Presenting a staged reading of the classic play “Our Town” outdoors, and at three different locations, was a challenge, a bit of a risk, but the folks at Milford’s Eastbound Theatre said the risk paid off, attracting more than 200 people who followed the show from site to site Aug. 24.

Eastbound, a division of the Milford Arts Council, the MAC, held the special performance to mark its 25th anniversary. For the MAC, it was the first of its kind.

The theater committee talked about doing Shakespeare outside to mark its 25th, but one member mentioned that another community had done Our Town. The Milford group took that up and took it a few steps further, outside, in three different locations, with three different directors and three different narrators, one for each act.

“It was an amazing day,” said Lorie Lewis, marketing director for the MAC.

Act 1, Daily Life, took place on the green, directed by Nancy Herman. Act II, Love and Marriage, took place at the Parson’s Government Center, directed by Mike Shavel.

Act III, Mortality, took place at the DAR building, overlooking the Milford Cemetery, directed by Tom Rushen.

Local radio personality Brian Smith served as “tour guide,” bringing a rope along so the participants could hold it and walk from set to set like local preschool children can be seen doing downtown sometimes.

Ann Baker and Herman were the producers, and there were about 23 total actors.

“It was a big cast,” Herman said.

Paige Miglio, director of the MAC, said she wanted to experience the show as a regular audience member, not a behind-the-scenes person. So she showed up the day of the performance along with the rest of the audience.

“When I got to the green, the Milford Concert Band was playing,” she said, adding that the band performed at the very first Eastbound Theatre production 25 years ago.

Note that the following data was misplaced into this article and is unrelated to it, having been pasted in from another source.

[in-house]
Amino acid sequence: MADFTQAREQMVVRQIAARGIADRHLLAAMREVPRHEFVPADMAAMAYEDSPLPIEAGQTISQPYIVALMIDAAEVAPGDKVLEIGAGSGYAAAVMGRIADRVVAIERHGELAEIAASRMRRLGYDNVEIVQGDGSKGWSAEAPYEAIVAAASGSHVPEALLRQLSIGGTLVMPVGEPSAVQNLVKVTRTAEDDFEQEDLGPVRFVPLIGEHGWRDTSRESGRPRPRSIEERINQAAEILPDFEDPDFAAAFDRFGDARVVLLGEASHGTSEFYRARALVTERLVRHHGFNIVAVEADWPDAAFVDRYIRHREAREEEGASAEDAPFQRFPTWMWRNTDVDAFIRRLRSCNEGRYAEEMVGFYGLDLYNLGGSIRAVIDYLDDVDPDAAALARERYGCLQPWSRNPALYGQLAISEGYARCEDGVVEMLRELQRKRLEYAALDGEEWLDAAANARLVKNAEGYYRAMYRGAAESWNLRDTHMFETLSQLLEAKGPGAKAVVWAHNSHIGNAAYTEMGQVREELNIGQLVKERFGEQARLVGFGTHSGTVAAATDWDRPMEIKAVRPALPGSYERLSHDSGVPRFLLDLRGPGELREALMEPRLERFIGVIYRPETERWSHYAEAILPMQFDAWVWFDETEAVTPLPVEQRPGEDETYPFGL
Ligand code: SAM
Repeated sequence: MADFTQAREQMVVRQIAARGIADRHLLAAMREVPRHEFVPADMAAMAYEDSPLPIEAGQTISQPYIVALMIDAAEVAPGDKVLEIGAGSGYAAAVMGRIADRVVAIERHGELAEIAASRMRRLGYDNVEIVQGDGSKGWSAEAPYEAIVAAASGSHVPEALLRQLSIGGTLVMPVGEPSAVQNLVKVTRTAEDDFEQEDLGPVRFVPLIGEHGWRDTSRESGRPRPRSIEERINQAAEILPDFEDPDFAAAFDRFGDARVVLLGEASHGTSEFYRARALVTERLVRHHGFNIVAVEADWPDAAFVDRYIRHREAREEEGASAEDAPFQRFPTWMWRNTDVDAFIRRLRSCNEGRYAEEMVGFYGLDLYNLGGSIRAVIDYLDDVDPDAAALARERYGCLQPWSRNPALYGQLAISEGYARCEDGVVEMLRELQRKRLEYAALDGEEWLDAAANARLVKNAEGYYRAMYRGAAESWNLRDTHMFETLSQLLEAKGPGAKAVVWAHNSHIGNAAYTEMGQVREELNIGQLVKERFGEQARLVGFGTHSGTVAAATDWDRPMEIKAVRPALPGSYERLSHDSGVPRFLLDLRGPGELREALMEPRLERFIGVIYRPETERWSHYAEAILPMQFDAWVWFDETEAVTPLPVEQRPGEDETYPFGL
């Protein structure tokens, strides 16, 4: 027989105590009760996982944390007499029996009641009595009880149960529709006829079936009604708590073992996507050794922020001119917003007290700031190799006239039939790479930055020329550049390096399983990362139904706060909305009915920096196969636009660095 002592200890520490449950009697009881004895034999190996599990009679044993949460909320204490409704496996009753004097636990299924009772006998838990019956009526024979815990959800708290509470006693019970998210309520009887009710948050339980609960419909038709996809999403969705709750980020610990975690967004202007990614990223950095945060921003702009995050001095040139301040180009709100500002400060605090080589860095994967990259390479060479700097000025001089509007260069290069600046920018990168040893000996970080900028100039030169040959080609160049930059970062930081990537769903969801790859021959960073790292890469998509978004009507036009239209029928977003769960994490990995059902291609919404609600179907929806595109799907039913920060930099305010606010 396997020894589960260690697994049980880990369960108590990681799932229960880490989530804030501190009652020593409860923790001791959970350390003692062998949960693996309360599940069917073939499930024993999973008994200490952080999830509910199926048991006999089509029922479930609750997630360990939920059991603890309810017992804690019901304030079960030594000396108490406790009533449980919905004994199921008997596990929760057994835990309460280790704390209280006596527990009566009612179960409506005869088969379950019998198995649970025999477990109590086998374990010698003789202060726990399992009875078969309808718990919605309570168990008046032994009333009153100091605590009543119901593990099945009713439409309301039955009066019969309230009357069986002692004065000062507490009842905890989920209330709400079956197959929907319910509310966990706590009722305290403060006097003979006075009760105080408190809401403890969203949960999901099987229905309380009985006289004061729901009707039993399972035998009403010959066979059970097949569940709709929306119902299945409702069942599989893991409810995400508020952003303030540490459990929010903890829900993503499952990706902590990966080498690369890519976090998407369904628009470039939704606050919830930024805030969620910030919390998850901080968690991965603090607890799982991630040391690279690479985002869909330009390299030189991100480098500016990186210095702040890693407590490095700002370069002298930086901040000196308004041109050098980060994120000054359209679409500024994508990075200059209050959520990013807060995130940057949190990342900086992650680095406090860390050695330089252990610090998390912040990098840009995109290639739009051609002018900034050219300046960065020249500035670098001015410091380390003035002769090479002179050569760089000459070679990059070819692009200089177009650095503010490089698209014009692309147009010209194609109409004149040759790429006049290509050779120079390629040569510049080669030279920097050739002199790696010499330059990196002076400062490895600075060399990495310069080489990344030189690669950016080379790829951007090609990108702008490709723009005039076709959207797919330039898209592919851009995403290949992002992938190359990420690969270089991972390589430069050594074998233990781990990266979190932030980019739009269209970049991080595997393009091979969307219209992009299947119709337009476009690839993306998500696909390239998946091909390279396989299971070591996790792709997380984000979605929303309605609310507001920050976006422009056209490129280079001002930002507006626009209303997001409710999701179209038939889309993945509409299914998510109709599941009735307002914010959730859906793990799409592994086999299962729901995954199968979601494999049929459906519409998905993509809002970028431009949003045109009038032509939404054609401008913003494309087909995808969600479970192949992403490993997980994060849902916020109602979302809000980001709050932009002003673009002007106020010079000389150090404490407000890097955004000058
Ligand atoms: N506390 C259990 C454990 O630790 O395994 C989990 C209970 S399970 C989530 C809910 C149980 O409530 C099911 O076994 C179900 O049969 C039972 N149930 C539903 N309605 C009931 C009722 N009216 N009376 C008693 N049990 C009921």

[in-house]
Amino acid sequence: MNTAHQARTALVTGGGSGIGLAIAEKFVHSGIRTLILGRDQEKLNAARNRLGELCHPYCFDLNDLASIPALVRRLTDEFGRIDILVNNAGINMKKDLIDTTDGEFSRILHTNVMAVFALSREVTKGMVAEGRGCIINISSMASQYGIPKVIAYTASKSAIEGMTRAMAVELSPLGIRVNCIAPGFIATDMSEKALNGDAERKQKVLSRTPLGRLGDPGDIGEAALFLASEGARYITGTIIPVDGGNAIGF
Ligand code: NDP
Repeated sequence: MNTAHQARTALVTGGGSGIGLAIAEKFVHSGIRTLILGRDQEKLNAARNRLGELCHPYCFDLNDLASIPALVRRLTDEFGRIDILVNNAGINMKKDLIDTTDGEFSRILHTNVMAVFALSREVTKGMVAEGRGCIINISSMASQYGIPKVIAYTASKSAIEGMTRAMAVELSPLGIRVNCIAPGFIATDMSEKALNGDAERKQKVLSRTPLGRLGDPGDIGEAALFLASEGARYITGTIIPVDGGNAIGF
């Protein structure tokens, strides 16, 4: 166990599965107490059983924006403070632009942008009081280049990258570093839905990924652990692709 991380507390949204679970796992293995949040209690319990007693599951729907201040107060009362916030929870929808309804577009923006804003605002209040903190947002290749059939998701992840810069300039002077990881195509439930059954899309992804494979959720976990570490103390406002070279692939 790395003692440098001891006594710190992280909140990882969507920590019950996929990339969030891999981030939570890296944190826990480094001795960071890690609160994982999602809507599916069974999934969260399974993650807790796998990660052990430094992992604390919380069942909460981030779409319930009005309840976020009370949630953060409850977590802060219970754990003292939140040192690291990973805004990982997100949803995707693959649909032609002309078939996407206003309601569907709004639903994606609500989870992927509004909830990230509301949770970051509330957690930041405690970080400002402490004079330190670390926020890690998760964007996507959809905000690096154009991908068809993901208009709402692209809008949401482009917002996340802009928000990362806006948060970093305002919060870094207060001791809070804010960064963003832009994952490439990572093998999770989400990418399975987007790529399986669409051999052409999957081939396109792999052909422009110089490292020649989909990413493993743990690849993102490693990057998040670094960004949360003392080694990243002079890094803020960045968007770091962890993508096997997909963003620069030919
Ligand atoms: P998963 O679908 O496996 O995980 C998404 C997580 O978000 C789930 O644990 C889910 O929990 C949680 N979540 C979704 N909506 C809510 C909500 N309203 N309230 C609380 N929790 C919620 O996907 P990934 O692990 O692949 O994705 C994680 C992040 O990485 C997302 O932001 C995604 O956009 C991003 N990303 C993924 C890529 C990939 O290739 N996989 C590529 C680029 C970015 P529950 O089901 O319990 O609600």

She sat down next to Milford Alderman Bryan Anderson, who was actually once a neighbor of playwright Thornton Wilder, who wrote Our Town.

Our Town is a play within a play written by Thornton Wilder in 1938. It tells the story of the fictional American small town of Grover's Corners between 1901 and 1913 through the everyday lives of its citizens.

“You meet the Webb and the Gibbs [families],” Herman said. “The first act is just about daily life, and it’s narrated by a character called ‘the stage manager.’

“It’s about the stages of life,” Herman said, “Very simple stuff.”

“The message,” she said, “is to pay attention to the small things.”

“I was thinking the whole time,” said Lewis, “that Our Town is a play within a play, and for us it was kind of a play within a play within a play because the community became Grover’s Corners of today.”

As the audience was watching this play about enjoying life’s simple pleasures, they were themselves enjoying one of life’s simple pleasures, Lewis said, a free outdoor play on a beautiful summer day, a day when picturesque city trees provided shade from the sun and where historic city sites provided the backdrop.

Collaboration was another special part, Lewis said: The theater worked with the library, which held a talk connected to Our Town, and with the Historical Society, whose current exhibit is a photo exhibit called Our Town —Our Story.

And the Chalk the Walks event, run by Milford, A City of Compassion, got into the act too, drawing hearts along the city sidewalks for the audience to follow to each location.

“Sort of like follow the yellow brick road,” Lewis said.

There were some worries: Sound might be tricky outdoors, but the city loaned the crew a sound system, which worked out well.

“I was concerned if people would keep moving with us,” Herman said.

But they did. Some people went to Act I, then went out to lunch downtown and caught up with the show again for Act III near the cemetery. Others saw Act II and III, and others all of them.

Lewis swears the crowd had grown in size by Act III.

There was some skepticism about having a different narrator for each act. But Herman said when the three ‘stage managers’ auditioned —Richard Warren, Frank Panzer and Frank Smith — all were great.

“I said we should use all three,” Herman said.

In the end, even that added to the production, said Miglio. “The three of them matched the scenes they were in.”

“That was intentional,” Herman added.

Some local dignitaries got into the act also. Mayor Ben Blake was Professor Willard, the city historian, in Act 1.

State Sen. James Maroney was the milkman, Howie Newsome. Vaughn Dumas, a former Milford police captain, was Constable Warren.

Feedback was all positive.

“I heard ‘this is the most amazing thing I’ve ever been to,” said Miglio. “I knew in my heart it was going to be special.”

For now, there are no plans to replicate the event. Herman said she thinks it should not be done next year, because bringing Our Town outdoors too often would make it less special, she said.

But, Herman conceded, maybe in a couple of years the theater could consider a similar outdoor performance, using a different play.